How to Avoid Plagiarism


Have you ever wondered if you inadvertently plagiarized someone else's work when writing a paper? Plagiarism is essentially taking another person's work or ideas and presenting them as your own (and yes, that is cheating). The following are given as examples of plagiarism at a Student Guide to Avoiding Plagiarism @ (

  • Quoting or paraphrasing material without citing the source of that material. Sources can include Web sites, magazines, newspapers, textbooks, journals, TV and radio programs, movies and videos, photographs and drawings, charts and graphs; any information or ideas that are not your own.
  • Quoting a source without using quotation marks -- even if you do cite it.
  • Buying a paper online or downloading a paper from a free site.
  • Copying or using work done by another student.
  • Citing sources you didn't use.
  • Turning in the same paper for more than one class without the permission of both teachers. 

Now that you've seen examples of plagiarism, the next steps are to learn how to avoid it. First, your teacher is the best source for how he or she wants the paper written. Begin by taking careful notes and summarize what you've read in your own words. Write down the name of each source, where it was found, page numbers, author or editor, and the date material was accessed, if from an online source. When citing sources, be sure to distinguish between material that is a direct quote (with quotation marks) or paraphrased, utilizing parenthetical citations or worked into your sentence structure. All sources must be listed in your bibliography or works cited page, using the approved formatting style. (Most CBHS teachers require MLA).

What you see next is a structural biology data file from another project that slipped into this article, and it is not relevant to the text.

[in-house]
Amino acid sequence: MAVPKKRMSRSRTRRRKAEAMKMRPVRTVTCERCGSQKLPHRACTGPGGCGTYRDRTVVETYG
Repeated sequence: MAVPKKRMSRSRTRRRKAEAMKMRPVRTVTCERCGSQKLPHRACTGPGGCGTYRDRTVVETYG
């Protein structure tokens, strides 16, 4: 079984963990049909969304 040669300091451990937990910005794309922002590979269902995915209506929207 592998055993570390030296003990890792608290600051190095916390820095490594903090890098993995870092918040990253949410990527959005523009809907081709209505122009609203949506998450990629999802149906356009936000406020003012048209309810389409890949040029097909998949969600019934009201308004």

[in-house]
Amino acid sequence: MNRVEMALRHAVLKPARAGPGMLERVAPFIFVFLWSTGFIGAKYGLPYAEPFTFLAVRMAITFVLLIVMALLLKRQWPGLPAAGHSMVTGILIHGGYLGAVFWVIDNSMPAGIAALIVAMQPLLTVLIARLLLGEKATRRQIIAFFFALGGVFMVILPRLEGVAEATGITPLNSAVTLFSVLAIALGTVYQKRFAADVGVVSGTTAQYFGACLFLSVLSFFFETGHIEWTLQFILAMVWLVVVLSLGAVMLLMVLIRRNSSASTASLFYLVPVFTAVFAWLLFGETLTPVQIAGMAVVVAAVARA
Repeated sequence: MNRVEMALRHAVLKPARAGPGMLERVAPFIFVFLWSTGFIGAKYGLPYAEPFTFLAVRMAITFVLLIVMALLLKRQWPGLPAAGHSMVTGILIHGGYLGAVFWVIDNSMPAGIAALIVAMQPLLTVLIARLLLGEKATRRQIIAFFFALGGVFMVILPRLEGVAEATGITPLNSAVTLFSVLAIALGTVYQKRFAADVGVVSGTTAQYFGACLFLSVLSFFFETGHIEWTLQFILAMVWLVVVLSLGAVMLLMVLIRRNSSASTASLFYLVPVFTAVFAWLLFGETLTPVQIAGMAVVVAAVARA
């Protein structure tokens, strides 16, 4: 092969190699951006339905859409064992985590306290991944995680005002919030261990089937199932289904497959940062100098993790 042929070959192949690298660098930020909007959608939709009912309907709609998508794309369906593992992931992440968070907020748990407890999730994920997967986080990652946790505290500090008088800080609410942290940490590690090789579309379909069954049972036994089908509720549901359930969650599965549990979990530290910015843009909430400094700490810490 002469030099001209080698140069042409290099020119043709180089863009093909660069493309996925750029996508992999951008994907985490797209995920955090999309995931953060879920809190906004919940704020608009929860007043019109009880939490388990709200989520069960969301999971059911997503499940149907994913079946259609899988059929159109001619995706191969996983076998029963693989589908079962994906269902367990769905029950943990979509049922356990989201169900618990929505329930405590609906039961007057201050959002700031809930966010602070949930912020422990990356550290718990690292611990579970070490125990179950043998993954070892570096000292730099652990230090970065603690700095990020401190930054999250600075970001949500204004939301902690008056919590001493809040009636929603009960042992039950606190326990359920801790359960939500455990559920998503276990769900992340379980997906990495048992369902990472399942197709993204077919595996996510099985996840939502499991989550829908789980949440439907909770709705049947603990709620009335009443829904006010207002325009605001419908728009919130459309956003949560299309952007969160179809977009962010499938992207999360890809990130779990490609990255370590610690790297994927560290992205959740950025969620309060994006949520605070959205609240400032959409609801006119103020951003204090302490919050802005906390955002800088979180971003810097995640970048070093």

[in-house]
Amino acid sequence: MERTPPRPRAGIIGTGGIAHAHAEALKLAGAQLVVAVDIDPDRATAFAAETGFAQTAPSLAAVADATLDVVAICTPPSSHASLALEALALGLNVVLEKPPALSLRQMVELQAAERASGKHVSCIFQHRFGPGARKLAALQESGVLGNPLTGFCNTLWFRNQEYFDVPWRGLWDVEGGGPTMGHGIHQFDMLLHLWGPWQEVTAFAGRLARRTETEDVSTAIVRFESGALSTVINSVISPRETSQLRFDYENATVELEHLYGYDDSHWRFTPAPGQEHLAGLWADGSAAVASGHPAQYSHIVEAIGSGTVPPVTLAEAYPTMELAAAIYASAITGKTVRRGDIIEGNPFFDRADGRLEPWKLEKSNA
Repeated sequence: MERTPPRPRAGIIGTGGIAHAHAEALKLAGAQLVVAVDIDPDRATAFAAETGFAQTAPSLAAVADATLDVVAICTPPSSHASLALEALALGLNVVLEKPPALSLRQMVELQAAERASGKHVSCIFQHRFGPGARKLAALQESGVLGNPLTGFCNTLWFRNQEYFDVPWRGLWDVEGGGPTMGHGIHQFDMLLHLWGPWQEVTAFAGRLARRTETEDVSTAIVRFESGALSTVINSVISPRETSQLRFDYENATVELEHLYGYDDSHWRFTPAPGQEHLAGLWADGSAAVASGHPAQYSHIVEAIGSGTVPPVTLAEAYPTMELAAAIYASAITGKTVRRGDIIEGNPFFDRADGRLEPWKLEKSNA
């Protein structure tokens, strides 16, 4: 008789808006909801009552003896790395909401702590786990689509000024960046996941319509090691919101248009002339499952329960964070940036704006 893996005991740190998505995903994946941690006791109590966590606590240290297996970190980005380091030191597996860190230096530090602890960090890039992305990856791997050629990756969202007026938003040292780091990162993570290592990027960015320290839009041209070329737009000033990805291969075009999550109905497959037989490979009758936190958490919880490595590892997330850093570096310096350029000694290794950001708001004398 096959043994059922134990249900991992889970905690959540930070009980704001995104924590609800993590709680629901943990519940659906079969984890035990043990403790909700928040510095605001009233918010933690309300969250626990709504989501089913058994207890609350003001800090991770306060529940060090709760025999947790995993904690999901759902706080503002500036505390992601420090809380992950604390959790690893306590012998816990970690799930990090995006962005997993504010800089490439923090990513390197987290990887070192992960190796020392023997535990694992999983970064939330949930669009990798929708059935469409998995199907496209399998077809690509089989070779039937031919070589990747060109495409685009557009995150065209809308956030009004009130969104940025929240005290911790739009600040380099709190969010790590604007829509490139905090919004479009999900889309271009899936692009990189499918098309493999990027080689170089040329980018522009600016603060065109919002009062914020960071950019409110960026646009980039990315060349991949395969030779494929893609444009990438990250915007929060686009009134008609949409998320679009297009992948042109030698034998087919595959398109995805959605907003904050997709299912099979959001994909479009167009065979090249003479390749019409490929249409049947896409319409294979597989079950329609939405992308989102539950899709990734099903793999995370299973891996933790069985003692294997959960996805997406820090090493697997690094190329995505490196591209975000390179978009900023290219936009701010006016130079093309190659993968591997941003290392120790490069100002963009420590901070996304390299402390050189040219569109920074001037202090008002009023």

Helpful Guides (click on the title of each guide)

  • How to Avoid Plagiarism | Harvard Guide to Using Sources | A Publication of the Harvard College Writing Program 

  • Nine Things You Should Already Know About Plagiarism | An informational tool brought to you by the Office of the Provost, the Office of Academic Integrity Programs, and the Integrity Council, with special thanks to the First-Year Composition Program, Department of English | University of Oklahoma